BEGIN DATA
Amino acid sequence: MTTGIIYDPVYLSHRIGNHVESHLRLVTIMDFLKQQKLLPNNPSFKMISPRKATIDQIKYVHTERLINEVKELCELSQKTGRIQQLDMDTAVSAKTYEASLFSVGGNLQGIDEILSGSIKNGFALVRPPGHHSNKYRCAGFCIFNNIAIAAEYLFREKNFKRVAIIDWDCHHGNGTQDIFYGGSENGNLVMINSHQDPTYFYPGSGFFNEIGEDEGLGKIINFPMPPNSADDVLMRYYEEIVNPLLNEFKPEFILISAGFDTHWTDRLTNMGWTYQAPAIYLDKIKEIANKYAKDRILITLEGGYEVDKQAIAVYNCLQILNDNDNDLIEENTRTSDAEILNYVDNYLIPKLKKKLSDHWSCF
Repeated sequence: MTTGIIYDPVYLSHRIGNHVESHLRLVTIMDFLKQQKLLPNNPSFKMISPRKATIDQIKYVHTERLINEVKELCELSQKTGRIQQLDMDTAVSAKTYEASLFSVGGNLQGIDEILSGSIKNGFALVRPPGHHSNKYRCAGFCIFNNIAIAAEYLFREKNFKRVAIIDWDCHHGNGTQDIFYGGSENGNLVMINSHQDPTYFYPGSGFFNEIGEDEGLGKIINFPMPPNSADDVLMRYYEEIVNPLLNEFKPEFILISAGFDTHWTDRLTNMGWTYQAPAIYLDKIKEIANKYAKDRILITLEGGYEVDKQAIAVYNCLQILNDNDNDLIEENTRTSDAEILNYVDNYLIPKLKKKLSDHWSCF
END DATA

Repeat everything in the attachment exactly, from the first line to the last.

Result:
Amino acid sequence: MTTGIIYDPVYLSHRIGNHVESHLRLVTIMDFLKQQKLLPNNPSFKMISPRKATIDQIKYVHTERLINEVKELCELSQKTGRIQQLDMDTAVSAKTYEASLFSVGGNLQGIDEILSGSIKNGFALVRPPGHHSNKYRCAGFCIFNNIAIAAEYLFREKNFKRVAIIDWDCHHGNGTQDIFYGGSENGNLVMINSHQDPTYFYPGSGFFNEIGEDEGLGKIINFPMPPNSADDVLMRYYEEIVNPLLNEFKPEFILISAGFDTHWTDRLTNMGWTYQAPAIYLDKIKEIANKYAKDRILITLEGGYEVDKQAIAVYNCLQILNDNDNDLIEENTRTSDAEILNYVDNYLIPKLKKKLSDHWSCF
Repeated sequence: MTTGIIYDPVYLSHRIGNHVESHLRLVTIMDFLKQQKLLPNNPSFKMISPRKATIDQIKYVHTERLINEVKELCELSQKTGRIQQLDMDTAVSAKTYEASLFSVGGNLQGIDEILSGSIKNGFALVRPPGHHSNKYRCAGFCIFNNIAIAAEYLFREKNFKRVAIIDWDCHHGNGTQDIFYGGSENGNLVMINSHQDPTYFYPGSGFFNEIGEDEGLGKIINFPMPPNSADDVLMRYYEEIVNPLLNEFKPEFILISAGFDTHWTDRLTNMGWTYQAPAIYLDKIKEIANKYAKDRILITLEGGYEVDKQAIAVYNCLQILNDNDNDLIEENTRTSDAEILNYVDNYLIPKLKKKLSDHWSCF